Founded in 1994 with funds granted by the University, WINDREF, an independent nonprofit organization located on the True Blue campus, seeks to advance health and environmental development through multidisciplinary research and education programs. Currently, WINDREF carries out short- and long-term studies in epidemiology, anthropology, virology, conservation ecology, marine biology and other topics relevant to tropical climates and developing nations.
WINDREF strives for program excellence by promoting collaborative relationships between internationally recognized scholars and regional scientists, by adhering to the highest ethical and academic standards in the design and conduct of research, and by maintaining computer links to the world’s scientific community.
Mary Jeanne Kreek is Professor and Head of Laboratory, the Laboratory of the Biology of Addictive Diseases at The Rockefeller University in New York City, where she focuses on determining how genetics as well as other neurobiological alterations factor into addictive diseases such as opiate addiction, cocaine dependency, nicotine addiction and alcoholism. She has received several awards for her scientific research related to the biology and treatment of addictive diseases including the prestigious Betty Ford Award and the Nathan B. Eddy Memorial Award for Lifetime Excellence in Drug Abuse Research, one of the highest recognitions in the field of drug abuse research. Her 2005 lecture was titled “Drug Abuse and Addictions: Some scientific approaches to a global health problem.”
Lord Soulsby of Swaffham of Prior is a distinguished microbiologist and parasitologist. He has been a Fellow of Wolfson College Cambridge since 1978, and was Professor of Animal Pathology at the University of Cambridge from 1978 to 1993. His 2004 lecture was titled “Zoonoses, Old and New…the price of freedom is eternal vigilance.”
Professor David Molyneux is Director of the Lymphatic Filariasis Support Centre at the Liverpool School of Tropical Medicine since 2000 and Professor of Tropical Health Sciences at The University of Liverpool. He has recently become involved in parasitic and vector borne disease control programs advising the World Health Organization on trypanosomiasis, onchocerciasis, lymphatic filariasis and malaria control. His 2003 lecture was titled “Success and Failure in Parasitic Disease Control: Lessons Learned?”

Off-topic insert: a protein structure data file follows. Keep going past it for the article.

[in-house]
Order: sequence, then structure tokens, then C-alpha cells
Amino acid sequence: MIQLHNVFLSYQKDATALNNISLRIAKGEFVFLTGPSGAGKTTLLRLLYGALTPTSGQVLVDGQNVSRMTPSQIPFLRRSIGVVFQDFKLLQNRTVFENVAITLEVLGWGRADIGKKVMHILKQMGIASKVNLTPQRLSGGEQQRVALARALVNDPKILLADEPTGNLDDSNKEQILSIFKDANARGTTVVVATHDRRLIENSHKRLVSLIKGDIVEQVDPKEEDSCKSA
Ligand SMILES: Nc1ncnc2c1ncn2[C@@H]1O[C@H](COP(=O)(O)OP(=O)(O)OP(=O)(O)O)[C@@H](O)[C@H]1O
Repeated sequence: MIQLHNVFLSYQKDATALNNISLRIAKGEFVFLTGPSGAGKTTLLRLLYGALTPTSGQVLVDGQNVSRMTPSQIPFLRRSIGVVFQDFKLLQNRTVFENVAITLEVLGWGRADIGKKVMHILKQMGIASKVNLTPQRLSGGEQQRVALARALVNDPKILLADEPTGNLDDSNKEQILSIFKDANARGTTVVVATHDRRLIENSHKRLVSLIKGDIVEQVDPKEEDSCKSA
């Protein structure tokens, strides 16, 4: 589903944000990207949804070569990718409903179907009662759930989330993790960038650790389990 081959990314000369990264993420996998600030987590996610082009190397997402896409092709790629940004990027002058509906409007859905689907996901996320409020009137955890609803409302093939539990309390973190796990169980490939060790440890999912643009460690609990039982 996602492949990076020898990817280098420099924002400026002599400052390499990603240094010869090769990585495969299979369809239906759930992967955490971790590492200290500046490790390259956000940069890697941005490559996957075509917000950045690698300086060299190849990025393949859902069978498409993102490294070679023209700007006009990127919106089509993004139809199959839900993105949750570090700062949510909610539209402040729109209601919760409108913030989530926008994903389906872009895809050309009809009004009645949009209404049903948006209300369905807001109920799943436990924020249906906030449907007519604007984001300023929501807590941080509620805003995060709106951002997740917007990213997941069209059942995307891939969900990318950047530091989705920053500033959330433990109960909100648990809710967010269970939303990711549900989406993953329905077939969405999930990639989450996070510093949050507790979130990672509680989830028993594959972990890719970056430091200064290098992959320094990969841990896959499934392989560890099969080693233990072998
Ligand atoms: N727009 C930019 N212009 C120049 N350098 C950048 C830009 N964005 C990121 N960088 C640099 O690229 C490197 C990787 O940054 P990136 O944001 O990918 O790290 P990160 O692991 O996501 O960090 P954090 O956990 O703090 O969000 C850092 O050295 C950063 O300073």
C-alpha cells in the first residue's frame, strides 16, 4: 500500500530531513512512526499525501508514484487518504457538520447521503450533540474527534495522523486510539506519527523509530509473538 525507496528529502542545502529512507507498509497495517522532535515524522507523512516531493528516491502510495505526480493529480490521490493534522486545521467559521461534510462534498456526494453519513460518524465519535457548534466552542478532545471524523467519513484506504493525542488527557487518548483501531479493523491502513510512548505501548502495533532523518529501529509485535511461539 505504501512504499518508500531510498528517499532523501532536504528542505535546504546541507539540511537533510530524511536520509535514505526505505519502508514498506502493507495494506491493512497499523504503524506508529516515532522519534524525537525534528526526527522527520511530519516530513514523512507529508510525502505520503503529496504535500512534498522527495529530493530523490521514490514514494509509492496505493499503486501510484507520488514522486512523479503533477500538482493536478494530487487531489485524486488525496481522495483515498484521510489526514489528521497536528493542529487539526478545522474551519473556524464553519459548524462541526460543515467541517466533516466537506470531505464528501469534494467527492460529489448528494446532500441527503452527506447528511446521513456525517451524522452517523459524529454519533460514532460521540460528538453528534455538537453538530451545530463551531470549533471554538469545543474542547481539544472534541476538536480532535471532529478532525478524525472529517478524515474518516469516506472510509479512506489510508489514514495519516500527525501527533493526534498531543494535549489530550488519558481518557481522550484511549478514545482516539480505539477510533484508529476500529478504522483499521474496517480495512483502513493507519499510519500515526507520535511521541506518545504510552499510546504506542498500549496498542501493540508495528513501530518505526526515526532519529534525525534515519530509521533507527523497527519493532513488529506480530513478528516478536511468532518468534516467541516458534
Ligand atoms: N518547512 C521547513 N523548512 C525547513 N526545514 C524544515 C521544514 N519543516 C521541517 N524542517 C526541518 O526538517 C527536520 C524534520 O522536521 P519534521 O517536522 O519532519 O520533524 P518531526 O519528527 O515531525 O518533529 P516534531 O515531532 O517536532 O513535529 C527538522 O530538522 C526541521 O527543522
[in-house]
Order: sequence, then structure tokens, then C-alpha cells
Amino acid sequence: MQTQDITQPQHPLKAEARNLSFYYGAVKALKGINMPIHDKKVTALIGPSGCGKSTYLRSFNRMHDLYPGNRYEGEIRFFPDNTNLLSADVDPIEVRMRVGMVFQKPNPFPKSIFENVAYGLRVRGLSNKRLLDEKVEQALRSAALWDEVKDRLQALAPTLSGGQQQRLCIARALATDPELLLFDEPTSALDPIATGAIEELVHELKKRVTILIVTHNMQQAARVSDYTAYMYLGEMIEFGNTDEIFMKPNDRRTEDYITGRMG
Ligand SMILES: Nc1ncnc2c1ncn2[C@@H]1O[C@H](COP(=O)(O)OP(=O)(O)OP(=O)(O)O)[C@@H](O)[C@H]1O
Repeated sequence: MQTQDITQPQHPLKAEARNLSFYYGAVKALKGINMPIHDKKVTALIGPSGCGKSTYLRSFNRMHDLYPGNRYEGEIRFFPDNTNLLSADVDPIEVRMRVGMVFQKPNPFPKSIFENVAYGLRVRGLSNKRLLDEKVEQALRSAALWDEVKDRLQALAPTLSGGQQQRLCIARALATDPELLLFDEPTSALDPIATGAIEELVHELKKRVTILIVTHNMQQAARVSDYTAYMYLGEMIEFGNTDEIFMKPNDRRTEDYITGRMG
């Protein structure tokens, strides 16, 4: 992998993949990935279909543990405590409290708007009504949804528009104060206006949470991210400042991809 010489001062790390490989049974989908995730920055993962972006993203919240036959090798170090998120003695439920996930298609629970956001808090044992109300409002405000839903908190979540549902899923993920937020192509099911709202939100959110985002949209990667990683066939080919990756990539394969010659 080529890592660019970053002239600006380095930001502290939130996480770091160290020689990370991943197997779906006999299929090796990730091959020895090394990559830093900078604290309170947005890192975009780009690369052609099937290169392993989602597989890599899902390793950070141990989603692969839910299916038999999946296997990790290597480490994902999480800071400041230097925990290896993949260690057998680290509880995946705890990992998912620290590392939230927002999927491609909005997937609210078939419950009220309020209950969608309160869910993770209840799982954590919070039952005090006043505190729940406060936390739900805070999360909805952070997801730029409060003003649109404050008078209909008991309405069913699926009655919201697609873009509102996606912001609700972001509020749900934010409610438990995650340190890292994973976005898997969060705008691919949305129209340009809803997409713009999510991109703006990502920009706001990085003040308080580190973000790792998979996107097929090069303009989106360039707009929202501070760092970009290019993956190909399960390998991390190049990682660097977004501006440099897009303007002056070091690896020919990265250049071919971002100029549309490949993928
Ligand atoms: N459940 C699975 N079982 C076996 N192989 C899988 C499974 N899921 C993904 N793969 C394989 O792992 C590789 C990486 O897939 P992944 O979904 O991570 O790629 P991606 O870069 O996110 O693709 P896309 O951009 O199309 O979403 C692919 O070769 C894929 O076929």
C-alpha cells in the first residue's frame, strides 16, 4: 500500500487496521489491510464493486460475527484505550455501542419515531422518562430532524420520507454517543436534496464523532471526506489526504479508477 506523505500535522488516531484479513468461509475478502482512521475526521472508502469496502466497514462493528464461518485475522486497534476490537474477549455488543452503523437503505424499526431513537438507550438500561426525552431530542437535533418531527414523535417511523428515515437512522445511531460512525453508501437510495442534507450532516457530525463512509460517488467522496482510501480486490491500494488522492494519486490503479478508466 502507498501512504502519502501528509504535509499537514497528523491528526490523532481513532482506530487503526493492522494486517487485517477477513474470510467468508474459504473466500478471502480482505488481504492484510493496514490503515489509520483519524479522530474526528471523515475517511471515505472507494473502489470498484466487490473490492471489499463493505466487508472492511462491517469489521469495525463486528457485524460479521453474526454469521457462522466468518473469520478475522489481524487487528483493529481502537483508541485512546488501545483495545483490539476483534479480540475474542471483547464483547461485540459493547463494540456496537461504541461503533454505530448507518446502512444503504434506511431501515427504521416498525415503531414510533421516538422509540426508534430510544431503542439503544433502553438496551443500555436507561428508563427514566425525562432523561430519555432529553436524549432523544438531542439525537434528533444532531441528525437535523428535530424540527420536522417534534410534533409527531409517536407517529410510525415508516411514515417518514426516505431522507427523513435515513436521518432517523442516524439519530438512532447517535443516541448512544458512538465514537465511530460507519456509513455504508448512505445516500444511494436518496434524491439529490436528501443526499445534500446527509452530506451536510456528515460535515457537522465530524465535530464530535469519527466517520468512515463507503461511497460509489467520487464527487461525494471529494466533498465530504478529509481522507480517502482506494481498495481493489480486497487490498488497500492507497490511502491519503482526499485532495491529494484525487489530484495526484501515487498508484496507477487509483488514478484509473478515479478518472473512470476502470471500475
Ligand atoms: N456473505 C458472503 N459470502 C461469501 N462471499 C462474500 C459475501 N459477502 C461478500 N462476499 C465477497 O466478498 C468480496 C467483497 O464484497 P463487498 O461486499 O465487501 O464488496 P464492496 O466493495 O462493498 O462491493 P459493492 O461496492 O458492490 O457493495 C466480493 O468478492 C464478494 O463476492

Lord Walton of Detchant has made significant contributions to the study of neurology and founded the Muscular Dystrophy Laboratories at Newcastle General Hospital. His phenotypic classification of muscle disease laid the foundation for subsequent studies in molecular genetics. His 2002 lecture was titled “A Doctor in the House.”
Professor Adetokumbo Lucas is Adjunct Professor of International Health at the Harvard School of Public Health. Throughout his accomplished career, Prof Lucas has been dedicated to and internationally recognized for improving the quality of life in developing countries. He has served as Chair of Carnegie Corporation’s grant program, Director of the Special Program for Research and Training in Tropical Diseases based at the World Health Organization in Geneva and was recently appointed to the AMREF International Board. His 2001 lecture was titled “International Collaboration for Health Research.”
Sir Kenneth Stuart is an accomplished and published academic who serves as a member of the Academic Board of SGU and the Board of Directors of the UK Trust for WINDREF. A past Medical Adviser to the Commonwealth Secretariat, London, Sir Kenneth Stuart also served as Professor and Dean of the Department of Medicine at the University of the West Indies, Jamaica; a consultant at University Hospital, Jamaica; and consultant advisor to the Wellcome Trust. On January 25th, 2000 he spoke about “Caribbean Health Research Needs.”